Perhaps You’d Enjoy An International Relations Perspective on the Jay-Z/Game Feud


Yup, an article called “Jay-Z vs the Game: Lessons for the American Primacy Debate” does in fact exist. And it’s pretty good! (What Jay-Z/Game feud, you ask? Listen to this, and then this, and then have a moment of silence for the Game’s career. And a slightly shorter one for Jay’s, which will survive, though what he’s doing right now talking about the Game is anyone’s guess. Nobody is winning here.) Anyway, Marc Lynch:

    The changes in Jay-Z’s approach over the years suggest that he recognizes the realist and liberal logic… but is sorely tempted by the neo-conservative impulse. Back when he was younger, Jay-Z was a merciless, ruthless killer in the “beefs” which define hip hop politics. He never would have gotten to the top without that. But since then he’s changed his style and has instead largely chosen to stand above the fray. As Jay-Z got older and more powerful, the marginal benefits of such battles declined and the costs increased even as the number of would-be rivals escalated. Just as the U.S. attracts resentment and rhetorical anti-Americanism simply by virtue of being on top, so did Jay-Z attract a disproportionate number of attackers. “I got beefs with like a hundred children” he bragged/complained on one track.

His ability to respond actually declined as his power and enemies list grew, though. As a young 50 Cent spat at him (twisting one of Jay’s own famous lines), “if I shoot you I’m famous, if you shoot me you’re brainless.” He’s generally avoided getting embroiled in beefs since reaching the top, only occasionally and briefly hitting back at provocations from rising contenders like 50 Cent, Lil Wayne, and others. Responding to every challenge does not become a hegemon. Indeed, it would be counter-productive and exhausting, and would likely trigger even greater resentment among other rising rappers. Better as hegemon to rise above the fray and accept the sniping of the less powerful while reaping the rewards of a status quo which he dominates and profits from excessively. And that’s what happened: his wealth, status, and structural power rose inexorably despite the potshots and abuse and unmet challenges — indeed, the only real hit he’s taken was self-inflicted, the critical shrug given to the middling “Kingdom Come” album.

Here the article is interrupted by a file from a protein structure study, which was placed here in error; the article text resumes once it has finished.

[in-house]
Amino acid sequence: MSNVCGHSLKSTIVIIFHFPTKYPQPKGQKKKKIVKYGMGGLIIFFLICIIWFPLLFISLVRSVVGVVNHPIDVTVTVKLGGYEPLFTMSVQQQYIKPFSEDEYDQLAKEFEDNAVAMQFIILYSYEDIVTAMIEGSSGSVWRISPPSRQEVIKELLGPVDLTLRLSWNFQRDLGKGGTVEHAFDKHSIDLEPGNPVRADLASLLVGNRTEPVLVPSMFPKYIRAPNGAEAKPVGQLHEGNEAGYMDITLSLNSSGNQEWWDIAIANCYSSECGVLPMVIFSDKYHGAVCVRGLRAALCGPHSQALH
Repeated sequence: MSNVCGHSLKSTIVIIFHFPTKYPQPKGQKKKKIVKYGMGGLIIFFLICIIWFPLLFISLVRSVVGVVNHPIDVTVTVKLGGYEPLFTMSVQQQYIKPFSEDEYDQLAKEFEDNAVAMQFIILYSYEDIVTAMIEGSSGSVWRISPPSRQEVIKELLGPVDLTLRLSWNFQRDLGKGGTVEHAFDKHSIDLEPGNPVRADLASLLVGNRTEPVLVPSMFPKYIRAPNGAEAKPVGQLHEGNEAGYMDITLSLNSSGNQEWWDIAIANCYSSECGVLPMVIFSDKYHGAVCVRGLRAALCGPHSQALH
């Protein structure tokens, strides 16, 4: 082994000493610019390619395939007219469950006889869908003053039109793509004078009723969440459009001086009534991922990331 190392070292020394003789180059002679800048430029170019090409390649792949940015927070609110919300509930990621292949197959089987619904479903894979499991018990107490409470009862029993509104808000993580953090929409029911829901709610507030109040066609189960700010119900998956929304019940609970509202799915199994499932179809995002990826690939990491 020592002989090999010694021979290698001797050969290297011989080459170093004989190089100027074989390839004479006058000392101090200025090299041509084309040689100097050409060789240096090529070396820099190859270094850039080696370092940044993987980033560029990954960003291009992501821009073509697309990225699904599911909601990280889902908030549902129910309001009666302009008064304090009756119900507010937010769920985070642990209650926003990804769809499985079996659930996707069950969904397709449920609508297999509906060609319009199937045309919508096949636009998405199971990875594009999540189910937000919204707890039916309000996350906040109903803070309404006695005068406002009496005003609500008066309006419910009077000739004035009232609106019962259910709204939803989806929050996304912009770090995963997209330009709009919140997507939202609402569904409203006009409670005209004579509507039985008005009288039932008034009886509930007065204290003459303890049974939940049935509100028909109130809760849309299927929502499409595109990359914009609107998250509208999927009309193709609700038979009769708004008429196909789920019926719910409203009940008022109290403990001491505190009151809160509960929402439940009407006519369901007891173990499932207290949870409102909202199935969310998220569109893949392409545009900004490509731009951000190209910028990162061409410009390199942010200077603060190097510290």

And onward, into a discussion about Jay-Z’s response options in this newest conflict. Lynch eventually recommends the “Realist approach”–sitting back and waiting for Game to fall apart. But, adds Matt Yglesias, sensibly: “One thing worth noting is that even when restraint can be identified as the best strategy, it’s often emotionally difficult to choose this path. When someone comes after you, you get angry.” And, not to be outdone, in chimes Lynch’s fellow Foreign Policy blogger Christian Brose: “Also, aside from his recent acquisition of so much soft power, his hard power coin is seriously declining. I mean, the guy peaked at the Black Album.” May this all continue for several days.

Jay-Z vs the Game: Lessons for the American Primacy Debate [Foreign Policy]
The Game vs. Jay-Z Through an IR Lens [Matthew Yglesias]